Kaylee Belden swims at Bulwagga Bay in the town of Moriah. Work to save the Bulwagga Bay shoreline will be completed in 2013.
Work to save the Bulwagga Bay shoreline will be completed in 2013.
“It has to be done,” Moriah Supervisor Tom Scozzafava said. “The town board can’t sit back and let that shoreline erode. It’s a black and white issue; there’s no gray area. It has to be done.”
The town-owned beach and campsite on Lake Champlain is being damaged by Lake Champlain erosion. Without action the public beach and 175-site campground will be lost.
“We’re losing 6 to 10 feet of beach a year,” Moriah Supervisor Tom Scozzafava said. “We’re losing the beach; we’re losing the campground.”
The shoreline has moved back 25 to 40 feet since 1995, according to the Adirondack Park Agency.
Realizing the problem two years ago, local leaders secured permits from the Adirondack Park Agency, the state Department of Environmental Conservation and U.S. Army Corps of Engineers to build three revetments made of half-ton rocks reaching into Lake Champlain to combat the erosion. The revetments are 4,080, 4,110 and 4,670 square feet in size, and the beach end of each will be enveloped in landscaped trees and shrubs.
Those permits expire at the end of 2013, so the project must be completed next year.
Preliminary engineering has been completed for the project and the town will soon seek bids for the final engineering plans.
The Bulwagga Bay erosion project is expected to cost $300-500,000.
The town has applied for a $500,000 Regional Economic Development Grant from the state to cover the cost of the project. To date, there has been no movement on the grant.
“We’re on the clock to complete this project,” Scozzafava said. “Those permits expire next year and we have to finish the work.”
If the grant application is not approved soon, Moriah officials will have to borrow the money for the Bulwagga Bay project.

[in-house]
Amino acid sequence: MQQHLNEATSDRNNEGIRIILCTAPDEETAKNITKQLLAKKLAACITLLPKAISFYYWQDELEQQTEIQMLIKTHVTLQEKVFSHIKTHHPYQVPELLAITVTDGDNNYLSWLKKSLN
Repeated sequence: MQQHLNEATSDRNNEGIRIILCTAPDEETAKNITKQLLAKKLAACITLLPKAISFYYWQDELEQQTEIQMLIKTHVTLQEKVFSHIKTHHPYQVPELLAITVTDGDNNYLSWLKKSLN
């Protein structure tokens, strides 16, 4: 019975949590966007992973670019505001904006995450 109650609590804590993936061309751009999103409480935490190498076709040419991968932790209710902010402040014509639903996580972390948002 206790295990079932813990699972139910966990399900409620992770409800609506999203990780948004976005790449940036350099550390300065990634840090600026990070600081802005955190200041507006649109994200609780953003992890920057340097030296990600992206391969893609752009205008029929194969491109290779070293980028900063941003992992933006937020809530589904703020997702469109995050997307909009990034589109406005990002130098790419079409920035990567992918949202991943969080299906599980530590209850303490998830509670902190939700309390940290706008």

“No one wants to spend money, but Bulwagga Bay is a tremendous asset to the community,” Scozzafava said. “We can’t let it just slip away. If we don’t get the grant we’ll have to bite the bullet and borrow.”
Bulwagga Bay generated $294,737 in revenue for the town in 2012, Scozzafava said. The $120,000 profit will be used to off-set 2013 local taxes.
The campsite has already lost 10 lakefront campsites to erosion, Scozzafava said. That’s $20,000 a year in revenue.
The supervisor also pointed out the campground and beach have economic impact on the business community.
“The people at the campsite and beach stop at stores, restaurants, gas stations,” Scozzafava said. “They spend money in the community.
“Bulwagga Bay is important to our local economy,” he added. “It attracts tourists, it provides local jobs and it plays a role in our economic development.”
If the town borrows money for the erosion project, the loan will be repaid using Bulwagga Bay revenues, the supervisor said.
“The money to repay the loan won’t come directly from from our residents, but it will impact taxpayers,” Scozzafava explained. “It’ll mean there is less money to apply to the tax levy so taxes will go up unless we can find the money someplace else.
“It has to be done,” Scozzafava said. “We’ll do as much of the work as possible ourselves to keep the cost down.
After the project is finished it will require annual monitoring of erosion and water levels on the beach. The town will be allowed to fill in — or “re-nourish” — areas above the revetments where any erosion takes place.